July 27, 2020 at 5:37 am
You ain’t answering my question. Btw I’ve provided you scientific chart regarding this whether they were woman or not but you are clearly rejecting them
July 27, 2020 at 5:49 am
I have no objection to whether Aisha was 9 at the time of marriage. You can take your objection to Ghamidi saab and prove to him. Earlier you were of the opinion that Aisha was 19 because that hadith is to be added 10 automatically . It seems recently you have changed your opinion and now you claim with full conviction that she was indeed 9 .
It is fine.. you can take your question to Ghamidi saab and prove him wrong.
As far as Aisha’s comment is concerned : It is clearly wrong. She didn’t classify her comment as some specific women, but in general. If she did it, then show me that.
July 27, 2020 at 9:09 am
I don’t need to prove someone wrong I didn’t asked you anything you were the one who asked about this narration, so I provided that.
With regard to my question I’ll ask again forget about this present time let’s go to time of ayesha r.a. and think you are infront of him and you dont know that in future maturaity and puberty will change just think she said this statement [read the full narration of that hadith] what will you say ??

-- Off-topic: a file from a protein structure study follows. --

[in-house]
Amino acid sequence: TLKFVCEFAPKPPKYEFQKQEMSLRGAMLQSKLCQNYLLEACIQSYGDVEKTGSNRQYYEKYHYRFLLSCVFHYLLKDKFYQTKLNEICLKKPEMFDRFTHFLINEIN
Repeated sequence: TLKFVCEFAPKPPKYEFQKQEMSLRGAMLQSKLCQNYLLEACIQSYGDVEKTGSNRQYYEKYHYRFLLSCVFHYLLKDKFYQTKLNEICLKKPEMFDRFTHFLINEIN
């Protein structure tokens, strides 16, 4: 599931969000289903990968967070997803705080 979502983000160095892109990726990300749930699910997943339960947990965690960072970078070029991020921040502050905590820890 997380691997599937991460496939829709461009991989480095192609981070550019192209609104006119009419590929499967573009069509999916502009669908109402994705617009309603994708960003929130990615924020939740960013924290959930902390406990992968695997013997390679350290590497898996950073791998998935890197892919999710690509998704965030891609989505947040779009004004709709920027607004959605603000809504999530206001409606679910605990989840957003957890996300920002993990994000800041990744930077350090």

July 27, 2020 at 9:13 am
Here we all are trying to learn the truth only, and proving other people’s opinion wrong is one way we can explore truth. If that is not your objective, then why participate in the discussion ?
I asked you for narration because I couldn’t find it myself. Not because I doubt it.
On Aisha’s comment : If she didn’t know, then yes, she was ignorant.. didn’t Prophet tell her the truth, since he was divinely inspired ?
Anyway, if this narration is true, then it is clear Aisha was 9 at the time of marriage and Ghamidi saab is wrong. .. may be Umer bhai or Bushra ji can clarify this. Please discuss with them.
July 20, 2020 at 7:48 am
Yes, I agree the questions raised by Ghamidi saab are valid, but then what do you suppose to answer about the validity of the Sahih Hadiths and their authentication procedure ? Are you saying that the hadith where Aisha says she was 6 years old at the time of her marriage, is not exactly correct ? Are the numbers 6 and 9 supposed to mean 16 and 19 in these hadiths due to the way Arabic style mention of numbers ? Why don’t the English translations correct it then ? How do the scholars of hadith read these ?
July 20, 2020 at 1:35 pm
July 20, 2020 at 1:45 pm
Najm Us Saqib sahab you can simply subscribe to the topic.
July 20, 2020 at 2:25 pm